Health Cover Stories

On-Air Advice: St. Louis Children’s Hospital

Pregnancy can be a time of uncertainty—hormones go haywire, moods change with the weather, and a woman has so many questions she doesn’t know where to start. When doctor’s appointments are infrequent during those first months, it’s tempting to turn to Google. But that isn’t always a good idea, cautions Dr. Camaryn Chrisman Robbins, OB/GYN at Barnes-Jewish Hospital and associate professor of obstetrics and gynecology at Washington University School of Medicine. “There’s a lot of stuff out there that looks like science and sounds like science, but isn’t,” says Robbins, who is a regular guest on a new Facebook Live series, ‘Belly to Baby,’ aimed at moms-to-be.

The one-hour ‘show’—a collaboration between St. Louis Children’s and Barnes-Jewish hospitals and Washington University Physicians—airs at 1 p.m. on Fridays and is hosted by St. Louis Children’s Hospital media relations manager Abigail Wuellner, who conceived the series and is pregnant with her first child. “It really started because my husband was getting tired of me going online and coming up with all kinds of crazy answers,” she admits. “He suggested I would be better off asking the people I work with each day, and he was right. It helps to be surrounded by the best and brightest in the field!”

Robbins adds, “When you are pregnant—especially if it’s your first time—you feel so out of control and need a game plan. Abby is so funny and delightful that she is a calming influence.” The first show went live in March, and page views already have jumped significantly. The Facebook site receives around 6,000 visits each week. Although the conversation is guided by the week’s topic—which could be anything from fetal heartbeat monitoring and ultrasound to birth plans and high-risk pregnancies—Wuellner stresses that there’s no such thing as a silly question. “If there was, I couldn’t be the host because those are all I have!” she says.

In addition to Robbins, Wuellner has invited nurses, other physicians and a few maternal-fetal medicine specialists to the show. If the question is particularly specific and can’t be answered during the segment, resources are put up on Facebook afterward. An archive of shows also is available on YouTube.

Robbins says the series comes at a good time: Later this year, the labor and delivery suites at Barnes-Jewish move to the new Women & Infants Center a few blocks north on Kingshighway. “We want our Wash. U. obstetricians to be out in the community, letting people know Barnes-Jewish is the place to come for expert care,” she says. The new building connects labor and delivery to the expanded St. Louis Children’s Hospital newborn intensive care unit.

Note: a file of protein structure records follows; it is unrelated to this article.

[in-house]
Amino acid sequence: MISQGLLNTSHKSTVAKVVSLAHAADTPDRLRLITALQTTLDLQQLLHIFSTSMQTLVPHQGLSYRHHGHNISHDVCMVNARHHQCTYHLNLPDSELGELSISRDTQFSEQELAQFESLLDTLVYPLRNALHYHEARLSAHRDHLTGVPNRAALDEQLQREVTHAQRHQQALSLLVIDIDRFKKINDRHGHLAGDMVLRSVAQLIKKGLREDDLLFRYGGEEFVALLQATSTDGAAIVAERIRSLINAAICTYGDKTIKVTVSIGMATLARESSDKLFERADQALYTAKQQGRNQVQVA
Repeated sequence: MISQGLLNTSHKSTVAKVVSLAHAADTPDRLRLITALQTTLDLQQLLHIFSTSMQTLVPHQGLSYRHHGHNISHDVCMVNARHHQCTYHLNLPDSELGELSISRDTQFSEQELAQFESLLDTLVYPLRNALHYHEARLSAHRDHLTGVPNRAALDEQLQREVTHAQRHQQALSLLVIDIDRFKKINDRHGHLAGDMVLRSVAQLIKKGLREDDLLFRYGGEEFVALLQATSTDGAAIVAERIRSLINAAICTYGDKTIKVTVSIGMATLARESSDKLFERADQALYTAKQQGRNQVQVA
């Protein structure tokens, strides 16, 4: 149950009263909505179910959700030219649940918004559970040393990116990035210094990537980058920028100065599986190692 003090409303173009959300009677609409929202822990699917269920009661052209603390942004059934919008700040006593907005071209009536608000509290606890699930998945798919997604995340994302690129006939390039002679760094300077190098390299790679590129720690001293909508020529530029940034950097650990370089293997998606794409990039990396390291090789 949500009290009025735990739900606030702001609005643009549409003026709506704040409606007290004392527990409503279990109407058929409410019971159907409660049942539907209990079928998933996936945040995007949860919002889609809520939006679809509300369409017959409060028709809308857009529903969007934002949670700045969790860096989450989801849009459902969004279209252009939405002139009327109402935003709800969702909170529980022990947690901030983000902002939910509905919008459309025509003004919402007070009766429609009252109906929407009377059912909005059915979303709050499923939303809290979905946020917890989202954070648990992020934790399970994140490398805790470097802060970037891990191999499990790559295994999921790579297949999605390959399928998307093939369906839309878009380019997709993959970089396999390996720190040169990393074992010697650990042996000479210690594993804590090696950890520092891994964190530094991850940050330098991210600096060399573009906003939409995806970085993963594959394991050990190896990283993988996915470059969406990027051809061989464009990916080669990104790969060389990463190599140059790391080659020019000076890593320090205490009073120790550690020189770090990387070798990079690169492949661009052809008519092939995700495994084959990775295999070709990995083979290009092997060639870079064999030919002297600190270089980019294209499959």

Meanwhile, Wuellner’s baby is due in August, by which time—thanks to her colleagues and a lot of very good questions posed by the public—she ought to know everything there is to know. She assures Facebookers that the series won’t fall by the wayside, but may morph a little. “What new parent doesn’t have a million questions?” she says.

Pictured: Dr. Camaryn Chrisman Robbins is a guest on Abigail Wuellner’s ‘Belly to Baby’ Facebook live series.
Photo: Bill Barrett

‘Belly to Baby’—a Facebook Live series presented by St. Louis Children’s and Barnes-Jewish hospitals and Washington University Physicians—airs each Friday at 1 p.m. Pictured on the cover: Dr. Jagu Anadkat, Washington University newborn medicine physician at St. Louis Children’s Hospital; Abigail Wuellner, ‘Belly to Baby’ host and Children’s Hospital media relations manager; and Dr. Camaryn Chrisman Robbins, OB/GYN at Barnes-Jewish Hospital. To view, visit facebook.com/stlchildrens. For an archive of shows, visit youtube.com/ChildrensHospitalStL.

Cover design by Julie Streiler | Cover photo by Bill Barrett

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On-Air Advice: St. Louis Children's Hospital
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On-Air Advice: St. Louis Children's Hospital
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Pregnancy can be a time of uncertainty—hormones go haywire, moods change with the weather, and a woman has so many questions she doesn’t know where to start. When doctor’s appointments are infrequent during those first months, it’s tempting to turn to Google. But that isn’t always a good idea.
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